Ferroelectric nanolithography exploits polarization dependent surface interactions to pattern nanoparticles, but the factors that control the particle size and distribution are not sufficiently well understood to produce hybrid nanostructures. Here the effects of photon energy, photon flux, and polarization vector orientation on ferroelectric domain specific photoreactions are quantified, leading to an understanding of the nanoparticle deposition mechanism. Patterned nanoparticle arrays functionalized with optically active porphyrin complexes are configured into optoelectronic devices.
Fig. a illustrates SPM polarization patterning schematically, while Fig. b shows the relationship between the surface potential and the orientation of the domains. Fig. c compares the topographic structure and the surface potential after a pattern is poled with a biased tip. Fig. d and Fig. e are examples of domain induced production of silver and gold nanoparticles on patterned PZT surfaces.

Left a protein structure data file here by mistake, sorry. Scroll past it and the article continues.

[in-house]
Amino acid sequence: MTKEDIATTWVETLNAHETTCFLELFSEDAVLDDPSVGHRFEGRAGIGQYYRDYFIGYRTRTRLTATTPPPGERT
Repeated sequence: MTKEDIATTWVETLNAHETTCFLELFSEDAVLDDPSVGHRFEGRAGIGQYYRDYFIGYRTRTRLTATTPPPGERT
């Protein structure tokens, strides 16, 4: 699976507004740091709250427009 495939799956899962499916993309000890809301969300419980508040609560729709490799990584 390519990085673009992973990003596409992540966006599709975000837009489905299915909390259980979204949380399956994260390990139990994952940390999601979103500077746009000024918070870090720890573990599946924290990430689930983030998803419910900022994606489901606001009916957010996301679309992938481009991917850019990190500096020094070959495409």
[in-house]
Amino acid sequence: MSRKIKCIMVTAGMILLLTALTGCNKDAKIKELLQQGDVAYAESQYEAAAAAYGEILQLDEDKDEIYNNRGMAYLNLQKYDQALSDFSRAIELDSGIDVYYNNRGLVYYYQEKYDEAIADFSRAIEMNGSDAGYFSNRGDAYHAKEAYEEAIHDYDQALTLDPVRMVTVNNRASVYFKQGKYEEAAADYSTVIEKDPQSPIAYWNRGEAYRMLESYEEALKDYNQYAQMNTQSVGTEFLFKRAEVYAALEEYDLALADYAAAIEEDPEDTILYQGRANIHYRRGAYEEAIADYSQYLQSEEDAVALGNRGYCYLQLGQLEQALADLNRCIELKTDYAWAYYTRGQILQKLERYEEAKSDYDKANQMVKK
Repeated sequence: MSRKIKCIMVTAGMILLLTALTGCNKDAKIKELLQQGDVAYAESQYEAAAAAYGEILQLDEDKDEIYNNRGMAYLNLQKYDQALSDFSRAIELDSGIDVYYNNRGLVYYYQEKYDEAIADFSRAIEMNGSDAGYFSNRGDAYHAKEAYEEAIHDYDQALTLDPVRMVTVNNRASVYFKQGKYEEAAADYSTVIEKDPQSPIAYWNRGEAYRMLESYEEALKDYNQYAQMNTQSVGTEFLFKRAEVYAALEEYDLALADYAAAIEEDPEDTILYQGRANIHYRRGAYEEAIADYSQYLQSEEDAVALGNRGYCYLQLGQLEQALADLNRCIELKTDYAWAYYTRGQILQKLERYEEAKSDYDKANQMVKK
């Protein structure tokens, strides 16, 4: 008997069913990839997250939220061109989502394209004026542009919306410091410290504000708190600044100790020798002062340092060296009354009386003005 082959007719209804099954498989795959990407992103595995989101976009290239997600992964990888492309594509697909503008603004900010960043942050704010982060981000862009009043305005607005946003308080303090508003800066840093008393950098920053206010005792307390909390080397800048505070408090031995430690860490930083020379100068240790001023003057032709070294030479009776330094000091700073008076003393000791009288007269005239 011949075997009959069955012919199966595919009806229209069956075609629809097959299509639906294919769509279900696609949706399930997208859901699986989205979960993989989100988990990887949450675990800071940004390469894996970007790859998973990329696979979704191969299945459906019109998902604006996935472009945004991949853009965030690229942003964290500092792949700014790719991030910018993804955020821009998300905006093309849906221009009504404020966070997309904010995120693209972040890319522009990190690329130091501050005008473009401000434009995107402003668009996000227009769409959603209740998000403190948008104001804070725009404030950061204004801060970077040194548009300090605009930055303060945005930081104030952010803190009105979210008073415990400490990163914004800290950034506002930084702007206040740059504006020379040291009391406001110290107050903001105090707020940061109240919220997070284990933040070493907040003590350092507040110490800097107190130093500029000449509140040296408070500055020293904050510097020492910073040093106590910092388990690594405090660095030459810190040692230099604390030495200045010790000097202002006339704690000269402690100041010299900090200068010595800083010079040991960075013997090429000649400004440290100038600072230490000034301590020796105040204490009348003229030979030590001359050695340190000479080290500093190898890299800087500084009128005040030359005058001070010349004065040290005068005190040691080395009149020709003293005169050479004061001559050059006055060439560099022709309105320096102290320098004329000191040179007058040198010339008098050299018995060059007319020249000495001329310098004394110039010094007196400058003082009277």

The reactions associated with the AuNPs formation are seen in the equations here. Fig. f and g show the influence of the FE domains and photon flux of the AuNPs deposition respectively. Fig. h shows the reaction process on the surface schematically. Initial reduction occurs in the absence of a barrier for electron transfer. As the nanoparticles increase in size, an interface barrier forms and causes an electron depletion region below the particle, indicated by the shaded region. The reaction will stop (the nanoparticle will stop growing) once the interfacial barrier is large enough that the depletion depth is larger than the tunneling distance.
We take advantage of FE lithography here to fabricate NP devices. Here a schematic diagram of a patterned hybrid nanostructure device and the structure of dithiol-terminated meso-to-meso ethyne-bridged tris[(porphinato)zinc(II)] supermolecule (dithiol-PZn3) is shown in Fig. i. Fig j and k are comparisons of dark current and photoconduction with 533 nm (green) and 655 nm (red) light for two devices. Enhancement of photocurrent compared to the dark current are shown in Fig. l. The photocurrent in this device arises predominantly from the interaction of the transverse plasmon induced current.